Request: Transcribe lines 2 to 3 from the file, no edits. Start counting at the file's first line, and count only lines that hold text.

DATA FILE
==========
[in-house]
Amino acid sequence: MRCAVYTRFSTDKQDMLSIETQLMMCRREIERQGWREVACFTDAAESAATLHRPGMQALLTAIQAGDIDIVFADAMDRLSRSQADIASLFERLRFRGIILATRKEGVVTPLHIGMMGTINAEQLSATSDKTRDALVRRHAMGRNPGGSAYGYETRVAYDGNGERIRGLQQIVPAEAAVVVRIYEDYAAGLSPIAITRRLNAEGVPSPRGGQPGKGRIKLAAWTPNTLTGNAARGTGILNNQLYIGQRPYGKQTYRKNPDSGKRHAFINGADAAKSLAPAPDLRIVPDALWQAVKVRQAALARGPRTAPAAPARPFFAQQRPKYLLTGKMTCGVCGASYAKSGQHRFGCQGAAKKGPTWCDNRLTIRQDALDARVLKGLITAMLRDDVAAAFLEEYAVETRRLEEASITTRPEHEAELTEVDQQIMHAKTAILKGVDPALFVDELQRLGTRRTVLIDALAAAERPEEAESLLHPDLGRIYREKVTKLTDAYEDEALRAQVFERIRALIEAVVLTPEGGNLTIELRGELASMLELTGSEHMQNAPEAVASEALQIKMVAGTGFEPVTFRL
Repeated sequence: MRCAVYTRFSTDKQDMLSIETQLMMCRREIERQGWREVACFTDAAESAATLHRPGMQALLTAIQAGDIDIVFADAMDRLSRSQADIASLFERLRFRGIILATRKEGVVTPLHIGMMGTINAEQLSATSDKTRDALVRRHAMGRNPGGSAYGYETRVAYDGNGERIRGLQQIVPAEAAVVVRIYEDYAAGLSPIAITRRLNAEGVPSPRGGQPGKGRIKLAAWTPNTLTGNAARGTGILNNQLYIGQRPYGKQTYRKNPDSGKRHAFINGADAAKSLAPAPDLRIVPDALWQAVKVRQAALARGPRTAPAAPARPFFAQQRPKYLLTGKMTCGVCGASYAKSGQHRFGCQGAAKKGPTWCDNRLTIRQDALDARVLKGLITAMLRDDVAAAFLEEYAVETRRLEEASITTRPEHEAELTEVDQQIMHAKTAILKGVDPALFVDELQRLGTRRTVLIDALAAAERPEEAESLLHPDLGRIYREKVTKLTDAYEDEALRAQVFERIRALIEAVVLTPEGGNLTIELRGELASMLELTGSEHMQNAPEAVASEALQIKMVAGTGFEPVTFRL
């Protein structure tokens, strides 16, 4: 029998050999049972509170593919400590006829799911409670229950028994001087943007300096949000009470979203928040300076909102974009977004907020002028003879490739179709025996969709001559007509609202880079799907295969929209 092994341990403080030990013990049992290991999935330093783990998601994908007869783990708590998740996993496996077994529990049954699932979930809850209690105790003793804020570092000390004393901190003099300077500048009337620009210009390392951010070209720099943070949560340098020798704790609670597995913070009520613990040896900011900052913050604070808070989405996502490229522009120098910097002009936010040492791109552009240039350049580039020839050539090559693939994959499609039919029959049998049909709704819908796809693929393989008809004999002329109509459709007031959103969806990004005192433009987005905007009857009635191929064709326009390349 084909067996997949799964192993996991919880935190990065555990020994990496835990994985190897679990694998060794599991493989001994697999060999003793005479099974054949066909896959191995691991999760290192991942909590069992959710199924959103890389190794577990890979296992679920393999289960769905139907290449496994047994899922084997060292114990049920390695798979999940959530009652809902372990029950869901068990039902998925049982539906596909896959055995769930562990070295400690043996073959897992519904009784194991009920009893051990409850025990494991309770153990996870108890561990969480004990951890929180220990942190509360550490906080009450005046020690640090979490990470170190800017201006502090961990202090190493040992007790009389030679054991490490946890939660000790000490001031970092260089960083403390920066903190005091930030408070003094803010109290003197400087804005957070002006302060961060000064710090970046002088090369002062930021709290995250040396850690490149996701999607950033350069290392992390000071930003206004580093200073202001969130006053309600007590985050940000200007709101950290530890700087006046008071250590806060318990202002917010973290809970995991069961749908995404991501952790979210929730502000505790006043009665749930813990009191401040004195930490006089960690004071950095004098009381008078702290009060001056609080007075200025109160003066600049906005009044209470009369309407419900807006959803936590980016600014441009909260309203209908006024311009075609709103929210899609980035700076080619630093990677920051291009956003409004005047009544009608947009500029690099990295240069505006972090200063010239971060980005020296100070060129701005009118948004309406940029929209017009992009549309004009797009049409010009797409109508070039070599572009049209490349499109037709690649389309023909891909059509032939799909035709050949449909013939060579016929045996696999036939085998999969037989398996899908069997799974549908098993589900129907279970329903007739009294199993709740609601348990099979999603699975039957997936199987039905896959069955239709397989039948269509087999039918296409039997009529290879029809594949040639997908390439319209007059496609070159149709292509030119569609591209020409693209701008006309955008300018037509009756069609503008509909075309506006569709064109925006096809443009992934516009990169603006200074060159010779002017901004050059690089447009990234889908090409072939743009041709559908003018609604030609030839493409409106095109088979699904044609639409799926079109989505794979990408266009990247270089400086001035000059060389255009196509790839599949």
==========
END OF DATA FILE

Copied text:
Amino acid sequence: MRCAVYTRFSTDKQDMLSIETQLMMCRREIERQGWREVACFTDAAESAATLHRPGMQALLTAIQAGDIDIVFADAMDRLSRSQADIASLFERLRFRGIILATRKEGVVTPLHIGMMGTINAEQLSATSDKTRDALVRRHAMGRNPGGSAYGYETRVAYDGNGERIRGLQQIVPAEAAVVVRIYEDYAAGLSPIAITRRLNAEGVPSPRGGQPGKGRIKLAAWTPNTLTGNAARGTGILNNQLYIGQRPYGKQTYRKNPDSGKRHAFINGADAAKSLAPAPDLRIVPDALWQAVKVRQAALARGPRTAPAAPARPFFAQQRPKYLLTGKMTCGVCGASYAKSGQHRFGCQGAAKKGPTWCDNRLTIRQDALDARVLKGLITAMLRDDVAAAFLEEYAVETRRLEEASITTRPEHEAELTEVDQQIMHAKTAILKGVDPALFVDELQRLGTRRTVLIDALAAAERPEEAESLLHPDLGRIYREKVTKLTDAYEDEALRAQVFERIRALIEAVVLTPEGGNLTIELRGELASMLELTGSEHMQNAPEAVASEALQIKMVAGTGFEPVTFRL
Repeated sequence: MRCAVYTRFSTDKQDMLSIETQLMMCRREIERQGWREVACFTDAAESAATLHRPGMQALLTAIQAGDIDIVFADAMDRLSRSQADIASLFERLRFRGIILATRKEGVVTPLHIGMMGTINAEQLSATSDKTRDALVRRHAMGRNPGGSAYGYETRVAYDGNGERIRGLQQIVPAEAAVVVRIYEDYAAGLSPIAITRRLNAEGVPSPRGGQPGKGRIKLAAWTPNTLTGNAARGTGILNNQLYIGQRPYGKQTYRKNPDSGKRHAFINGADAAKSLAPAPDLRIVPDALWQAVKVRQAALARGPRTAPAAPARPFFAQQRPKYLLTGKMTCGVCGASYAKSGQHRFGCQGAAKKGPTWCDNRLTIRQDALDARVLKGLITAMLRDDVAAAFLEEYAVETRRLEEASITTRPEHEAELTEVDQQIMHAKTAILKGVDPALFVDELQRLGTRRTVLIDALAAAERPEEAESLLHPDLGRIYREKVTKLTDAYEDEALRAQVFERIRALIEAVVLTPEGGNLTIELRGELASMLELTGSEHMQNAPEAVASEALQIKMVAGTGFEPVTFRL